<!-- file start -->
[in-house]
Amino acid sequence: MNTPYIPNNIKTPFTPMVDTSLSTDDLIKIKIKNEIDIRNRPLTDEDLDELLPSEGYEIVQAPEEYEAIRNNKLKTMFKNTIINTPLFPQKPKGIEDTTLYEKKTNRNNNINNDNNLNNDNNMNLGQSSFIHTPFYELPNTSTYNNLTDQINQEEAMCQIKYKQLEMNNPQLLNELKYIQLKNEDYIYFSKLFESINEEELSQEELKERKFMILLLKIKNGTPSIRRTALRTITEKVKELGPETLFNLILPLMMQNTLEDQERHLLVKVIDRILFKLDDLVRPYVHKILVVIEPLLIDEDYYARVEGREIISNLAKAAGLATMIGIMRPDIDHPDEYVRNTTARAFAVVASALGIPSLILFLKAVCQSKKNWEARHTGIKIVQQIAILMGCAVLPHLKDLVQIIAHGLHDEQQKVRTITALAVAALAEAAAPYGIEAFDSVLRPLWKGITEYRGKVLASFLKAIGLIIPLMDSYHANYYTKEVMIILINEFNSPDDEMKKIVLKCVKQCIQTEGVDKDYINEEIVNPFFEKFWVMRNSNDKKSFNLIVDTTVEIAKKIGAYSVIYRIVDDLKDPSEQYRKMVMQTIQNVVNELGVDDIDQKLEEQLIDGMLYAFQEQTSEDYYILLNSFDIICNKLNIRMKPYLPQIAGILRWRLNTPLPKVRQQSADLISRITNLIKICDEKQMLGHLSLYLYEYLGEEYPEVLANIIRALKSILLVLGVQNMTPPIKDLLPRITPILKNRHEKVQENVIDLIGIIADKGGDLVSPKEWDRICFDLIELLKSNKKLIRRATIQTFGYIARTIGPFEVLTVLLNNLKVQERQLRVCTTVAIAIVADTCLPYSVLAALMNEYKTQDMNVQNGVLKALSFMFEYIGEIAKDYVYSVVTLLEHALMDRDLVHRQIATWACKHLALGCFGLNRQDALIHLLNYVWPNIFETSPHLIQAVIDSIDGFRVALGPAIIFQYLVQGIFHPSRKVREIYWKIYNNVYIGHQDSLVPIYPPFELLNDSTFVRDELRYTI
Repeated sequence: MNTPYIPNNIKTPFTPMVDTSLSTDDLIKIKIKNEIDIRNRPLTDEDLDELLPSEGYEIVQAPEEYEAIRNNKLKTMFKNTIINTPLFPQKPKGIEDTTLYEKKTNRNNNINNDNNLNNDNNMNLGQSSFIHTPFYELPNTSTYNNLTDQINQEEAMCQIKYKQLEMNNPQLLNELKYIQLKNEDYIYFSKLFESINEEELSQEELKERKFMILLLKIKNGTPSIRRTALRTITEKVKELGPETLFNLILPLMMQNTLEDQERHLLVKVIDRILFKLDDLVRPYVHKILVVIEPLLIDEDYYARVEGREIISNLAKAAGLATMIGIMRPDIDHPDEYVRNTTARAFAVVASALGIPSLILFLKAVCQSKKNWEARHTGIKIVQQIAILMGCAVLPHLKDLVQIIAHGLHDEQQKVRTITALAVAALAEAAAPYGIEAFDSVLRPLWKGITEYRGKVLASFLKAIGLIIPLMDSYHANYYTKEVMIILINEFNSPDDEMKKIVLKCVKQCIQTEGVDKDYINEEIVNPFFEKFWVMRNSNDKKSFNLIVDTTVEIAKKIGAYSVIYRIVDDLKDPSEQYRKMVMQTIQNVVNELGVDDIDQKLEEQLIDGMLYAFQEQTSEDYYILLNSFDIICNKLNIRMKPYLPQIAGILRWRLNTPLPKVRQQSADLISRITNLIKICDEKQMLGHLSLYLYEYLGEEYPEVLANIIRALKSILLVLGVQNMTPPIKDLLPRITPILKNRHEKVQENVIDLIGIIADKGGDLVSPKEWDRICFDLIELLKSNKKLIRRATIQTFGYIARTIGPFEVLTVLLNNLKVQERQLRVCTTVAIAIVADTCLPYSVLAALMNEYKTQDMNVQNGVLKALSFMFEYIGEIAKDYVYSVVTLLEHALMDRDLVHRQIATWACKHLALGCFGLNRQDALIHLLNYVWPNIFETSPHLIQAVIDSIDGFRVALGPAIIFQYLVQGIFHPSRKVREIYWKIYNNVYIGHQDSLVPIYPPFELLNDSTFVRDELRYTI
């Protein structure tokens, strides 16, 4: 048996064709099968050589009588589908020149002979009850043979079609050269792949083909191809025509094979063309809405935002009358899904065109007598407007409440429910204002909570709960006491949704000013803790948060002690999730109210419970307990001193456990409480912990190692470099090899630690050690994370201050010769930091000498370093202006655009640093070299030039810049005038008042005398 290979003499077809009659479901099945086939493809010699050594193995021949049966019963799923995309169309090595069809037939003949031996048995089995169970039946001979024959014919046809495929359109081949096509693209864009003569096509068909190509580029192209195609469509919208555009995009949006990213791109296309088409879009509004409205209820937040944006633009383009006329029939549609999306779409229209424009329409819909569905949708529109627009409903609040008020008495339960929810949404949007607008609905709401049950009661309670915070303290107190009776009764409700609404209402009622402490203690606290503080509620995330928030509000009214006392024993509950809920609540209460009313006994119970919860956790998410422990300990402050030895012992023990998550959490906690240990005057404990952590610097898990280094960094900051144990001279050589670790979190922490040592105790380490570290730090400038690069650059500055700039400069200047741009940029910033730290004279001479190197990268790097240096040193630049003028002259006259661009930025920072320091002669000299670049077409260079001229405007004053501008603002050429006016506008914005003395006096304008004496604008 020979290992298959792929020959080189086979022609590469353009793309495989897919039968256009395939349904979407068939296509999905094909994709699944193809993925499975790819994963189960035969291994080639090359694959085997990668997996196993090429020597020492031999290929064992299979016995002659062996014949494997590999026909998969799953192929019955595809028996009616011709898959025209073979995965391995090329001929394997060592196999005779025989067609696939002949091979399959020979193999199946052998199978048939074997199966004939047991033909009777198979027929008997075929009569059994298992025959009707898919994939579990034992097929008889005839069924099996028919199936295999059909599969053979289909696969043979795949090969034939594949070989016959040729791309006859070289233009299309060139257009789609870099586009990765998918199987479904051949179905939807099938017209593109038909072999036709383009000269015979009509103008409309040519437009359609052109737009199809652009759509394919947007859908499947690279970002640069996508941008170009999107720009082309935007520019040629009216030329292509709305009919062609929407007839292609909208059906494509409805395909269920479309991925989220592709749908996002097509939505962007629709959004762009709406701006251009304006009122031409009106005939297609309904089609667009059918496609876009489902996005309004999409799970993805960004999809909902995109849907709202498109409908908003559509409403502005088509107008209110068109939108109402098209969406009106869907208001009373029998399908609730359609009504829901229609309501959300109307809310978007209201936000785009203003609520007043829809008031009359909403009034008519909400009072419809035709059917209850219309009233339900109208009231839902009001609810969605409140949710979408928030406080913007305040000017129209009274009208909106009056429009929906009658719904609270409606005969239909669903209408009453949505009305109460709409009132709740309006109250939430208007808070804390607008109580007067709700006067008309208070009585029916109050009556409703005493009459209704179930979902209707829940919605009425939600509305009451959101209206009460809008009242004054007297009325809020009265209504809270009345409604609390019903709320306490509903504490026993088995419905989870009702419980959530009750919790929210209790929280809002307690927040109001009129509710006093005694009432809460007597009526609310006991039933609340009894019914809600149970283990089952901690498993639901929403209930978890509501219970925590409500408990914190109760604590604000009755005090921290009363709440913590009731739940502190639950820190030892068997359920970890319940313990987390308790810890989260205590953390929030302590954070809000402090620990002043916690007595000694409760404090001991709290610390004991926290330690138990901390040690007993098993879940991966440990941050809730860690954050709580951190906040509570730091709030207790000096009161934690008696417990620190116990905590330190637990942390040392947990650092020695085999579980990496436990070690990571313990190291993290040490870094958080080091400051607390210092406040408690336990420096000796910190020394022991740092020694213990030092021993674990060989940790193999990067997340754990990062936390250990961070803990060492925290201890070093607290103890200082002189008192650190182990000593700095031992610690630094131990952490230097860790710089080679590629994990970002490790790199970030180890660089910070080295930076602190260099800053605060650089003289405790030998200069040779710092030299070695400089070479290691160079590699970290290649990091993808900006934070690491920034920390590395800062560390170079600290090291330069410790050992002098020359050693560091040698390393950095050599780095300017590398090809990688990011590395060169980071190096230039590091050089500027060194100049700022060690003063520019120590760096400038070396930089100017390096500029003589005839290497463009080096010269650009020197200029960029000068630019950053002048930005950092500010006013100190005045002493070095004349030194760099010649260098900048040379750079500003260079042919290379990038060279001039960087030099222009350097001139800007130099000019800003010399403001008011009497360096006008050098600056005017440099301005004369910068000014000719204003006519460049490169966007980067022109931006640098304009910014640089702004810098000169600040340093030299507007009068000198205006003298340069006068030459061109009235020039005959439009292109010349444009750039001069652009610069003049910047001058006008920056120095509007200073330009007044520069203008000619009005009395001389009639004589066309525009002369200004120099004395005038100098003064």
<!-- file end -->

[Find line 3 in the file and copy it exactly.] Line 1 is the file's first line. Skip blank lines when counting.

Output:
Repeated sequence: MNTPYIPNNIKTPFTPMVDTSLSTDDLIKIKIKNEIDIRNRPLTDEDLDELLPSEGYEIVQAPEEYEAIRNNKLKTMFKNTIINTPLFPQKPKGIEDTTLYEKKTNRNNNINNDNNLNNDNNMNLGQSSFIHTPFYELPNTSTYNNLTDQINQEEAMCQIKYKQLEMNNPQLLNELKYIQLKNEDYIYFSKLFESINEEELSQEELKERKFMILLLKIKNGTPSIRRTALRTITEKVKELGPETLFNLILPLMMQNTLEDQERHLLVKVIDRILFKLDDLVRPYVHKILVVIEPLLIDEDYYARVEGREIISNLAKAAGLATMIGIMRPDIDHPDEYVRNTTARAFAVVASALGIPSLILFLKAVCQSKKNWEARHTGIKIVQQIAILMGCAVLPHLKDLVQIIAHGLHDEQQKVRTITALAVAALAEAAAPYGIEAFDSVLRPLWKGITEYRGKVLASFLKAIGLIIPLMDSYHANYYTKEVMIILINEFNSPDDEMKKIVLKCVKQCIQTEGVDKDYINEEIVNPFFEKFWVMRNSNDKKSFNLIVDTTVEIAKKIGAYSVIYRIVDDLKDPSEQYRKMVMQTIQNVVNELGVDDIDQKLEEQLIDGMLYAFQEQTSEDYYILLNSFDIICNKLNIRMKPYLPQIAGILRWRLNTPLPKVRQQSADLISRITNLIKICDEKQMLGHLSLYLYEYLGEEYPEVLANIIRALKSILLVLGVQNMTPPIKDLLPRITPILKNRHEKVQENVIDLIGIIADKGGDLVSPKEWDRICFDLIELLKSNKKLIRRATIQTFGYIARTIGPFEVLTVLLNNLKVQERQLRVCTTVAIAIVADTCLPYSVLAALMNEYKTQDMNVQNGVLKALSFMFEYIGEIAKDYVYSVVTLLEHALMDRDLVHRQIATWACKHLALGCFGLNRQDALIHLLNYVWPNIFETSPHLIQAVIDSIDGFRVALGPAIIFQYLVQGIFHPSRKVREIYWKIYNNVYIGHQDSLVPIYPPFELLNDSTFVRDELRYTI